3. Having failed to even look at obvious variables such a grapefruit juice consumption, there seems to have been no effort to ascertain what else these individuals who have cancer might have in common besides grapefruit consumption. Maybe people whose taste buds favor grapefruit consumption also like fried calamari and that is the cause. Or, perhaps, grapefruit consumption is concentrated in individuals of specific ethnic heritage, and the genetic predisposition of that ethnic group is to cancer.
  4. By selecting out one thing to study — breast cancer — and one thing only, the researchers neglect the possibility that even if they are correct, the product might have countervailing benefits to offer. What if it increased the likelihood of getting breast cancer but decreased the likelihood of getting a heart attack?
  5. The study covered only post-menopausal women. So it tells us nothing about women who have not yet undergone menopause. At the same time this holds open the question of long-term use. Even if the researchers turned out to be correct, how much usage would be required to generate this effect? Are these grapefruit consumers actually lifers — and the relevant statistic is that eating grapefruit daily for 50 years is the problem? Or does an 80-year-old woman who never ate grapefruit in her life increase her risk by starting now? The study tells us nothing.

It is hard to know who is more irresponsible, the academics who submit this kind of half-done research to respected journals, the journal editors and peer review panels that publish it or the consumer publications that run with the story blasting headlines that accentuate the dramatic possibilities more than represent a sober-eyed view of the truth.

There is a kind of unholy trinity at work here. Rarely do these stories come about because reporters are perusing their subscription to the British Journal of Cancer and suddenly leap out of their chairs in a moment of enthusiasm and declare that this is a great story.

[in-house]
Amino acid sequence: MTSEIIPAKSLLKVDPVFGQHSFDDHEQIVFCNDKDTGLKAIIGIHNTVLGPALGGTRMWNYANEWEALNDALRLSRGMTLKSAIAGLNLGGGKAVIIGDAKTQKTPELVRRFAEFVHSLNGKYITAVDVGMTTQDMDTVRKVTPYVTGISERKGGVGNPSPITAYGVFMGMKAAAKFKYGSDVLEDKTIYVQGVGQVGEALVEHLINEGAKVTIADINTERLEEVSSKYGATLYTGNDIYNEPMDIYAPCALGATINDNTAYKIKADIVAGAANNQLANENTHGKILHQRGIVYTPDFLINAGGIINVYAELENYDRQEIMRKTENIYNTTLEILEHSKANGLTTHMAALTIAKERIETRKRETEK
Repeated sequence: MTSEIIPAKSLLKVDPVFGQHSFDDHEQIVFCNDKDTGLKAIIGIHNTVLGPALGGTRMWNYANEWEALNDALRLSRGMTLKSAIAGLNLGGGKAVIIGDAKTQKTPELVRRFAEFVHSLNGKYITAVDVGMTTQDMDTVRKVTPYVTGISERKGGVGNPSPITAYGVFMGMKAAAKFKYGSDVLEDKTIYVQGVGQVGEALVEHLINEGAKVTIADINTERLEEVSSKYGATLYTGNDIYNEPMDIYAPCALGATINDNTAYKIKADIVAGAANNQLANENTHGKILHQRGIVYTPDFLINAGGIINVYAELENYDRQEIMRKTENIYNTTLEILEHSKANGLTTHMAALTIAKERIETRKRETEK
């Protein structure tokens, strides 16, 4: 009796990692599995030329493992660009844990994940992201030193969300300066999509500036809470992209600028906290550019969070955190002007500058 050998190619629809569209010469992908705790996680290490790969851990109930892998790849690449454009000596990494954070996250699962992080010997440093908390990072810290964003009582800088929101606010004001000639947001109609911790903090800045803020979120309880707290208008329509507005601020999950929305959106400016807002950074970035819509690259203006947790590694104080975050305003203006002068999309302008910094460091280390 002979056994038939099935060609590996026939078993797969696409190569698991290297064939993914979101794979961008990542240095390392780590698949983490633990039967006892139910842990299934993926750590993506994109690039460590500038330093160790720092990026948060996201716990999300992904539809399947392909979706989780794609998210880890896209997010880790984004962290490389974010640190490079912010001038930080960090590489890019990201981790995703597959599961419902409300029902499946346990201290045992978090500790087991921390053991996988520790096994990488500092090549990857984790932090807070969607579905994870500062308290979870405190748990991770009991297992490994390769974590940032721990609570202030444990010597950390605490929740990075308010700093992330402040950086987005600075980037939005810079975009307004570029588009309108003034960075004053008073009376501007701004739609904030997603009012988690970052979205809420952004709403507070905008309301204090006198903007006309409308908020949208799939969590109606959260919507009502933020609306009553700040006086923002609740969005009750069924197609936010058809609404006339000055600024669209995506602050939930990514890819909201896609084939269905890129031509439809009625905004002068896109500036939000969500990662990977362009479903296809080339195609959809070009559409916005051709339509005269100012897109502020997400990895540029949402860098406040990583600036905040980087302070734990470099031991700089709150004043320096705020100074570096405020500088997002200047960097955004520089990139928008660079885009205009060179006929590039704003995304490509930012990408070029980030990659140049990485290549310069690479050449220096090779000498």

Typically the researchers and the journals make sure the reporters know when they have headline-producing stuff. This transforms what could be a noble search to advance human knowledge by incrementally increasing our understanding into a tawdry battle in which academics pursue tenure, grants, prizes and publicity at least as much as they pursue truth.

Already the shame is spreading, Cancer Research UK felt compelled to issue a statement:


Cancer Research UK has played down reports of a link between eating grapefruit and an increased risk of breast cancer in postmenopausal women.

A study by scientists at the Universities of Southern California in Los Angeles and Hawaii in Honolulu reported that eating as little as a quarter of a grapefruit a day may increase the risk of breast cancer in older women by 30 per cent

But a Cancer Research UK spokesperson pointed out that it was the first study to find such a link.

Researchers analysed data from around 46,000 women taking part in the Hawaii-Los Angeles Multiethnic Study, 1,657 of whom had been diagnosed with breast cancer.

Study participants were asked how much grapefruit they had consumed daily over the previous 12 months.

The researchers found that grapefruit consumption was “significantly associated” with an increased risk of breast cancer, and propose that that the link could be due to the fruit increasing blood levels of the hormone oestrogen, which is known to be associated with breast cancer risk

Previous research has revealed that a molecule called cytochrome P450 3A4 (CYP3A4) helps to break down oestrogen.

Grapefruit is thought to inhibit this molecule, and the team suggests that this could, in theory, raise levels of oestrogen in the blood.

However, Liz Baker, science information officer at Cancer Research UK, said: “Although the chemicals in grapefruit are known to interfere with the action of several drugs, this is the first and only study to show a link between grapefruit and breast cancer risk, and the researchers themselves say that the results need to be confirmed in follow-up studies.

“What we do know is that eating a good mix of at least five fruit and vegetables a day can reduce the risk of many diseases, including some cancers.”

It is good that reputable scientists feel a need to issue explanations and qualifications. But as Mark Twain told us, “A lie can travel halfway around the world while the truth is putting on its shoes.”

The researchers and the journal got their 15 minutes of fame, and the journalists got their headlines. Now that the cautionary notes are out… Where do the grapefruit growers go to get their customers back?